"Remember, O LORD, your great mercy and love, for they are from of old." (Psalm 25)
The problem with our eyes, with our ears, with our senses, is this: they will let you down. And to be perfectly honest, perceiving the mess, how often and how difficult it is to tell the difference between God and the Devil. And if you don’t think so: Ask Abraham, who heard this command from the LORD: “Kill your Son, your only Son, Isaac.” Ask Job: This is a loving God? Ask John the Baptist, imprisoned and later beheaded, for His name’s sake.
How many times have you faced the question, “What kind of God…?” You can fill in the blank with whatever the latest thing is. ”What Kind of God…?”
Read through the back and forth between Jesus and the Canaanite woman in Matthew 15. Grow in righteous indignation when Jesus, your Jesus (remembering His name means “the One who saves” or “the One who delivers”), seems to have no use for this woman. You must wonder: Is this God or the Devil acting in Matthew 15? What kind of God…? What kind of God does not answer her a word? What kind of God answers, “I was sent only to the lost sheep of Israel”? What kind of God responds as He did to a woman begging for mercy, on her knees, begging, “Lord help me”? What kind of God says,” It is not right to take the children’s bread and toss it to the dogs”? What do you think of your Jesus now? He calls her a dog. He says you have no right to sit at this table.
The problem with our eyes, with our ears, with our senses, is this: they will let you down. And to be perfectly honest, perceiving the mess, how often and how difficult it is to tell the difference between God and the Devil. And what shall this woman say? “Yes it is, Lord,” she said. “Even the dogs eat the crumbs that fall from their master’s table.”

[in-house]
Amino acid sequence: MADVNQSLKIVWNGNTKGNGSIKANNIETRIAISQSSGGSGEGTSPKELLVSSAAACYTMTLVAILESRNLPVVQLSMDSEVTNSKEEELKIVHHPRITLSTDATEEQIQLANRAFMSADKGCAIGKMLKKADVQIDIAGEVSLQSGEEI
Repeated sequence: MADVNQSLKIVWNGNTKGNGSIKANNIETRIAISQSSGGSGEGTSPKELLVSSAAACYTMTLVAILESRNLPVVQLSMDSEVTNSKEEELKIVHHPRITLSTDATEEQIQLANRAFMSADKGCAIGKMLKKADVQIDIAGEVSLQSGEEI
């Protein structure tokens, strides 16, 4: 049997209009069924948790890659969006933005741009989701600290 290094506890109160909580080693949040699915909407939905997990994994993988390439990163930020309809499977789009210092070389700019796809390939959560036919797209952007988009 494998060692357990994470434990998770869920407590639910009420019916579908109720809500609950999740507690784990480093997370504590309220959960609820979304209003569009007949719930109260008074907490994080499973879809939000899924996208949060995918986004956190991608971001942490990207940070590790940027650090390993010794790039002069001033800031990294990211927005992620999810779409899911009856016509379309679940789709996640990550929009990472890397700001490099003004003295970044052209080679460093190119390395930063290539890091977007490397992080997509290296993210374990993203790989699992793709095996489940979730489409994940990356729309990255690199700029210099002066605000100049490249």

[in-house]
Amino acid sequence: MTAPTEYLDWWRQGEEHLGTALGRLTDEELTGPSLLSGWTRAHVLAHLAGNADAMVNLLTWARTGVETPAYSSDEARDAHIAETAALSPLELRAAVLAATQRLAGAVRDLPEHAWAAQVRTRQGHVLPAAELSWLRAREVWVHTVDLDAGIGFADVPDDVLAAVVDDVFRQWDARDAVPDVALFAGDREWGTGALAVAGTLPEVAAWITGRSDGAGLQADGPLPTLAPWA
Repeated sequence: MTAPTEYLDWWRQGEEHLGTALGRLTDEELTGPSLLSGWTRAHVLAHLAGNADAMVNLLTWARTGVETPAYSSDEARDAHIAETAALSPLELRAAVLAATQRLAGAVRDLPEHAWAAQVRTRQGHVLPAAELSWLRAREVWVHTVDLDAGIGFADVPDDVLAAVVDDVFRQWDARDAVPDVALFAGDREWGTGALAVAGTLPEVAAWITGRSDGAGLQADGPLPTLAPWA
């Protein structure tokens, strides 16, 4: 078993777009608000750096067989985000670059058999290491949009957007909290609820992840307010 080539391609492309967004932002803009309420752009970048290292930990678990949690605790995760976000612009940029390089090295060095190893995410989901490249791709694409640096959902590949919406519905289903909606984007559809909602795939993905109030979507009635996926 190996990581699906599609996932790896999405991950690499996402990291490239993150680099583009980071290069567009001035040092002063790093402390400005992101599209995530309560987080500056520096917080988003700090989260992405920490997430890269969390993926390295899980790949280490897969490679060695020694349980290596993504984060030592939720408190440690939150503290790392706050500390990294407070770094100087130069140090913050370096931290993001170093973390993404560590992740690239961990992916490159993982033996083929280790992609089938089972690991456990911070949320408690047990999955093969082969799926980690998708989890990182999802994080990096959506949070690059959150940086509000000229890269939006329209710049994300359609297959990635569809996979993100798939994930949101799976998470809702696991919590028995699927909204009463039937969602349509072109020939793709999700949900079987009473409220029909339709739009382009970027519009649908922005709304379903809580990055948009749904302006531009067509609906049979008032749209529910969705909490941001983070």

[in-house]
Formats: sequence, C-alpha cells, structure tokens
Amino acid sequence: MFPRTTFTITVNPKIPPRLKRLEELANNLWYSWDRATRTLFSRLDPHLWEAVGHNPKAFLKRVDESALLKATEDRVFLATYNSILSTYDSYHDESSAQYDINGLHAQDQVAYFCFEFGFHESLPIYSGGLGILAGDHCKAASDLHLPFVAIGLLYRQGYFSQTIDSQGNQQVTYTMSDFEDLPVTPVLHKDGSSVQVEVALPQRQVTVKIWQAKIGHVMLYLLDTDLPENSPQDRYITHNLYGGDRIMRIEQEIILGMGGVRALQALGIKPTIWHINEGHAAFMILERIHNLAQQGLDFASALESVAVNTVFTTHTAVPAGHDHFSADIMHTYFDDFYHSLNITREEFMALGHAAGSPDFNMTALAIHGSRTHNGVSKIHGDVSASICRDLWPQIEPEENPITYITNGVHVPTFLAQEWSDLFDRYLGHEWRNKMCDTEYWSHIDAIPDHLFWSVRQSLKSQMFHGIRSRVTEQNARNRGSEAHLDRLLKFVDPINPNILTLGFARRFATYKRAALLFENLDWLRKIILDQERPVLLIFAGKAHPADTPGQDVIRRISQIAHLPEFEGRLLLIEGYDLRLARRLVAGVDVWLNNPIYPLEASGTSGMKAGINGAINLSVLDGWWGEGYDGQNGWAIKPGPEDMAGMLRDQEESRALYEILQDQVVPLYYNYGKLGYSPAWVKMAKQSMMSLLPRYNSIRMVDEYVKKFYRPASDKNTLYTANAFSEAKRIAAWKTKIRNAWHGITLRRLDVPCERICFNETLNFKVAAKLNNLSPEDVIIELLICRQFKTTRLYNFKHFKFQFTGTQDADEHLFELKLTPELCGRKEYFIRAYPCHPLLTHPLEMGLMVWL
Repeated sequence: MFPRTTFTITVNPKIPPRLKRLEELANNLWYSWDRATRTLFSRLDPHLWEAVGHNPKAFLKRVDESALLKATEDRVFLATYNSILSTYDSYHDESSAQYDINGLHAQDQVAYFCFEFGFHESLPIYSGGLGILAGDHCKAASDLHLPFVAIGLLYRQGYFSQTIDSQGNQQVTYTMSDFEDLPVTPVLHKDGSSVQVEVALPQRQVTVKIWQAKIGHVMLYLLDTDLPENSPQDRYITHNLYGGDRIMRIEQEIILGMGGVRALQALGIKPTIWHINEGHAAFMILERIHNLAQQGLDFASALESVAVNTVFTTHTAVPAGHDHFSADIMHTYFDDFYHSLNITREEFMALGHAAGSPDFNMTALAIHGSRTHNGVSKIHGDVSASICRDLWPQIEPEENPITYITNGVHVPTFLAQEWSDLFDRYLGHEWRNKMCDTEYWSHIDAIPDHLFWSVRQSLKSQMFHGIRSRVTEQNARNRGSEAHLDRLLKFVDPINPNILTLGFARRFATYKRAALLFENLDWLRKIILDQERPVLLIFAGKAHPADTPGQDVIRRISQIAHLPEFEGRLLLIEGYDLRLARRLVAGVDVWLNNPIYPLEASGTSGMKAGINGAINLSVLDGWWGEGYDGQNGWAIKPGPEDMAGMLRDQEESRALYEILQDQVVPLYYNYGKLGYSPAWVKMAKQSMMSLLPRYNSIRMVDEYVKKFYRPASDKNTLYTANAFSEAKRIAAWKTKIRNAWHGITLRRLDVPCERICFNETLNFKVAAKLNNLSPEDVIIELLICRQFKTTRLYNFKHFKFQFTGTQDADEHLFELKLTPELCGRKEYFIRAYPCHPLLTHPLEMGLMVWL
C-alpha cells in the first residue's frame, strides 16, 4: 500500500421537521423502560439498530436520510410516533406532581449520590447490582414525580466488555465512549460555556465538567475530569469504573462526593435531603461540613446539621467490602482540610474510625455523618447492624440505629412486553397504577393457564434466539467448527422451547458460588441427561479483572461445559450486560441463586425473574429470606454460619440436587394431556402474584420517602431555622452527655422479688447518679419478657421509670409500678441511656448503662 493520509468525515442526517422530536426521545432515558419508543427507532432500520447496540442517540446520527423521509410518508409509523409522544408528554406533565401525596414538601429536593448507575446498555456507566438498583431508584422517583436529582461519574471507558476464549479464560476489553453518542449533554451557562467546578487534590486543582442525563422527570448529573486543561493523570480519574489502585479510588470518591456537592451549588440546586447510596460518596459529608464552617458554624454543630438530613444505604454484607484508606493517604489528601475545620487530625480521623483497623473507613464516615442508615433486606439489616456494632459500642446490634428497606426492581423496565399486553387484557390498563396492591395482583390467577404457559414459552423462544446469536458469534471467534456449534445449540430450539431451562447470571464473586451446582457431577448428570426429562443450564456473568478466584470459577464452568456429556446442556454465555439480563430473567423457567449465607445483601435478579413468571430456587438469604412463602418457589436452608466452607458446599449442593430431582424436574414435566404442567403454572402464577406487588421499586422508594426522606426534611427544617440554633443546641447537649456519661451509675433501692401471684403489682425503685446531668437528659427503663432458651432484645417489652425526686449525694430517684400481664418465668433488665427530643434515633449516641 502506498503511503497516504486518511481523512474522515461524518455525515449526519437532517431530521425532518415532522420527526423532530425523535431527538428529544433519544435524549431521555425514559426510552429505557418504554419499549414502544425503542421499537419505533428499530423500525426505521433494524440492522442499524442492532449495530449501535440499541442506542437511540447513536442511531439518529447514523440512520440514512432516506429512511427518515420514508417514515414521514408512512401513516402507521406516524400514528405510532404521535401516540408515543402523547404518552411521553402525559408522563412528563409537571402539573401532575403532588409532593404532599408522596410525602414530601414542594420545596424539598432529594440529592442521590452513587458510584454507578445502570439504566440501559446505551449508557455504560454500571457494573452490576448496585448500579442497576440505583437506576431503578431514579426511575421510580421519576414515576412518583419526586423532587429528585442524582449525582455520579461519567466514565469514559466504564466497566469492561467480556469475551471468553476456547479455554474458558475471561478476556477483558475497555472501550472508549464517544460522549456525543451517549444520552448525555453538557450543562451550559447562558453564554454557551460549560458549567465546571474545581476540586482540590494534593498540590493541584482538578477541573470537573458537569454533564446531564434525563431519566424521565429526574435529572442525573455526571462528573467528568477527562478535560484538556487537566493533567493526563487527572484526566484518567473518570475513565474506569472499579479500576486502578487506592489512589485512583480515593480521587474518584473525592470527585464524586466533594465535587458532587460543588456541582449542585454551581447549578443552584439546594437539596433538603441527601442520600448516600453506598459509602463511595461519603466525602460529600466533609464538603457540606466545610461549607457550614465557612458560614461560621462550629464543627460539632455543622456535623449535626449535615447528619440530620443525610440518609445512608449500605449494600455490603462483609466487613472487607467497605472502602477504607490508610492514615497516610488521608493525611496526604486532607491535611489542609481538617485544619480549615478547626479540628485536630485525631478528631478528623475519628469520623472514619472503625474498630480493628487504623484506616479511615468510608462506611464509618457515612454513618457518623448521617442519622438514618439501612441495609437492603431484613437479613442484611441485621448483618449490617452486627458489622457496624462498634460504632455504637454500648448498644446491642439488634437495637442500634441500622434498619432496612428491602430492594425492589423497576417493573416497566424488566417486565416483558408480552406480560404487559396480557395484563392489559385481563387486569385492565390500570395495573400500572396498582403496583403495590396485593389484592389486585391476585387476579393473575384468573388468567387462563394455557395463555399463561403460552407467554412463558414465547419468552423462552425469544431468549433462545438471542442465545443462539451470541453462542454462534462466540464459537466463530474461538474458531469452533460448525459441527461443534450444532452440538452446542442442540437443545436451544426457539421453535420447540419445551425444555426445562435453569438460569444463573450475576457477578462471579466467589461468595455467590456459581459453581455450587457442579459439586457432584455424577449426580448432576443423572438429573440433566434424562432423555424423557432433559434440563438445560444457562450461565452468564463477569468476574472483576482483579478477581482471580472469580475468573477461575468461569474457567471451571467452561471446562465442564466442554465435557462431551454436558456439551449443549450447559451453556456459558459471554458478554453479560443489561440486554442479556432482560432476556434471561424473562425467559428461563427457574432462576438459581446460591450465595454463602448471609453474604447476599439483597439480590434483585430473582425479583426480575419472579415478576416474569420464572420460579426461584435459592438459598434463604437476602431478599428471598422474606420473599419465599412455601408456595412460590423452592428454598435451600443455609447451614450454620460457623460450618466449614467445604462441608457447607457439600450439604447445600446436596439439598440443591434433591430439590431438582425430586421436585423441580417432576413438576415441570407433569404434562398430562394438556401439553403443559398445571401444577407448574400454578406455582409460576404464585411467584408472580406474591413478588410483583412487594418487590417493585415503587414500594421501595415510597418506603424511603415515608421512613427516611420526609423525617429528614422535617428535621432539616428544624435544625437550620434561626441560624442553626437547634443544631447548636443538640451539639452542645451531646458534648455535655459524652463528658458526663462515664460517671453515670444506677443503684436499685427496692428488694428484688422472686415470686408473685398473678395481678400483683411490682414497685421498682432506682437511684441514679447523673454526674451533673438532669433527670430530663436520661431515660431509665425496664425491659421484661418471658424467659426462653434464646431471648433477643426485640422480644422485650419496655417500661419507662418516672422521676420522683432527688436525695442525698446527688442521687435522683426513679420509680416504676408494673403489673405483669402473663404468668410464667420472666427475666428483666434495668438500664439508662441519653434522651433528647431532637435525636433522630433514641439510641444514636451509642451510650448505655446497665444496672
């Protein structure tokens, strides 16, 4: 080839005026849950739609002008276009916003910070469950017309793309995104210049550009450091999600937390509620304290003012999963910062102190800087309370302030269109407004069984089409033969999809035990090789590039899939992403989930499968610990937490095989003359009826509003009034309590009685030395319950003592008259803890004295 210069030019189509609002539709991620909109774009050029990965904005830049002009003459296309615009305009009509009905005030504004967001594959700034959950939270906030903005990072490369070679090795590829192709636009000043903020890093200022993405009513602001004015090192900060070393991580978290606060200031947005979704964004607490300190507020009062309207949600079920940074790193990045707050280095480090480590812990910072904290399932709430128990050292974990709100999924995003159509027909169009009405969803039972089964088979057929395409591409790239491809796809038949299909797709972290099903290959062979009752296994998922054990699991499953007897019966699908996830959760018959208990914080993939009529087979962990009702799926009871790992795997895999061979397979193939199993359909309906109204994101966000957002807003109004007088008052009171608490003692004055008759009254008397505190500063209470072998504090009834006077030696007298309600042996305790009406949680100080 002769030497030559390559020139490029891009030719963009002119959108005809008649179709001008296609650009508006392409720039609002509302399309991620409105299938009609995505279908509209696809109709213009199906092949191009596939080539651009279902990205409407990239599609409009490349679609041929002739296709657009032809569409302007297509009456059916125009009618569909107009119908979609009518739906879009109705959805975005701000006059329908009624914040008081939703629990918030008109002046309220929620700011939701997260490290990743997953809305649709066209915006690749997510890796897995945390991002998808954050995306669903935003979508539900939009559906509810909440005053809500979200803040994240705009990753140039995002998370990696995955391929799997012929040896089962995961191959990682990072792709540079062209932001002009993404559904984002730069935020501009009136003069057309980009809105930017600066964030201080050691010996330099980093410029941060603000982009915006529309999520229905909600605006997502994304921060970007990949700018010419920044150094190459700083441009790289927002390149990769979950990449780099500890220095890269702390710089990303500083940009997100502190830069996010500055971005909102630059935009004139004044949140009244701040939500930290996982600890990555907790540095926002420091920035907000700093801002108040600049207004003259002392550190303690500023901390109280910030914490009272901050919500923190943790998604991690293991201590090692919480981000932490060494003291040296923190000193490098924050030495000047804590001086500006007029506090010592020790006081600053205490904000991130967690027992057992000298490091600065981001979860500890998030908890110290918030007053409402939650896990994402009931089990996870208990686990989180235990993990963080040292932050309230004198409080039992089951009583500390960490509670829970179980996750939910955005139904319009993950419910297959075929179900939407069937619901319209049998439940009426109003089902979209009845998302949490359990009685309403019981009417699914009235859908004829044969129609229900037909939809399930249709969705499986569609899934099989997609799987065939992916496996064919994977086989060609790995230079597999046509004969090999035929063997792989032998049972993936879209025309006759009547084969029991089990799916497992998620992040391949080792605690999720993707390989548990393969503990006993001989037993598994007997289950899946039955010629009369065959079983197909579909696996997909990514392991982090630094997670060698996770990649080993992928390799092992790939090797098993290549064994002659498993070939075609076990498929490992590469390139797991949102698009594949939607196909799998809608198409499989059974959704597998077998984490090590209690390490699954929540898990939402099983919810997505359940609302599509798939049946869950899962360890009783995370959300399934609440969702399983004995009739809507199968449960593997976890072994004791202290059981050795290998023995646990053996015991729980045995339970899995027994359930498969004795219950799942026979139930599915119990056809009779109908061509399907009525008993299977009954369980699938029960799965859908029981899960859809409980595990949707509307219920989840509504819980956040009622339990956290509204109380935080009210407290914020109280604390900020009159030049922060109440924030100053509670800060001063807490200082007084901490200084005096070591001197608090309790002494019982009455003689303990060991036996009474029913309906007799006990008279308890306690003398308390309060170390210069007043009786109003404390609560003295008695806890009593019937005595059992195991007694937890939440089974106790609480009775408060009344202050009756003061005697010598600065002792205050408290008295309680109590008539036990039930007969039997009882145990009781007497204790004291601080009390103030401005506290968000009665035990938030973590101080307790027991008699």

And Jesus responds, “Woman, you have great faith! Your request is granted.” And, and don’t miss this, her daughter was healed at that moment.
And this woman, we know not her name, is praised for her humility, for her patience, for her prayers, for her perseverance, and for her faith. Seeing is believing? Not quite. She looked past what she could see and perceive, and held her Lord, the Son of David, to His promise.
And what of you? The reality is: “Even the dogs eat the crumbs that fall from the Master’s table.” And Jesus has enough. The crumbs were sufficient for this Canaanite woman, for Jacob wrestling ‘til daybreak, for you. He has come to be what you need. He has come as the answer to your prayers. Faith is not afraid to lay itself at Jesus’ feet: “Give me what I need, O Lord.”
So I imagine there are times you come to church and it feels pretty good. You come and you give back to Jesus for all that He’s given to you. And well you should; thanksgiving is always proper for a Christian.
I also imagine that there are times when you head to church, to see Jesus, like this woman, and the pain and desperation is as real as this: my daughter…suffering terribly. At that time, when you are stripped down to nothing, desperate, lowly, you will again know what she knows: the crumbs are enough, Jesus is enough, for you.
Jesus is the One who knows what it is like to be afflicted on all sides. Keep heading down this Lenten road. You know where you will find Him. For all this world might throw at us, for all the hurt, the pain, the sleepless nights, His crumbs are enough.
His crumbs are enough for you. His crumbs: Word. Body, Blood. We, with this woman, know who He is: LORD, Son of David. And we know who we are: recipients of mercy, dogs eating crumbs.
And then He’s pleased to say of you as He said of her: “You have great faith! Your request is granted.” And your sins are forgiven.
And the next time your eyes would deceive you, when you cry out, “What kind of God…?”, remember He is the kind of God who gives all that we need: crumbs to beggars like us.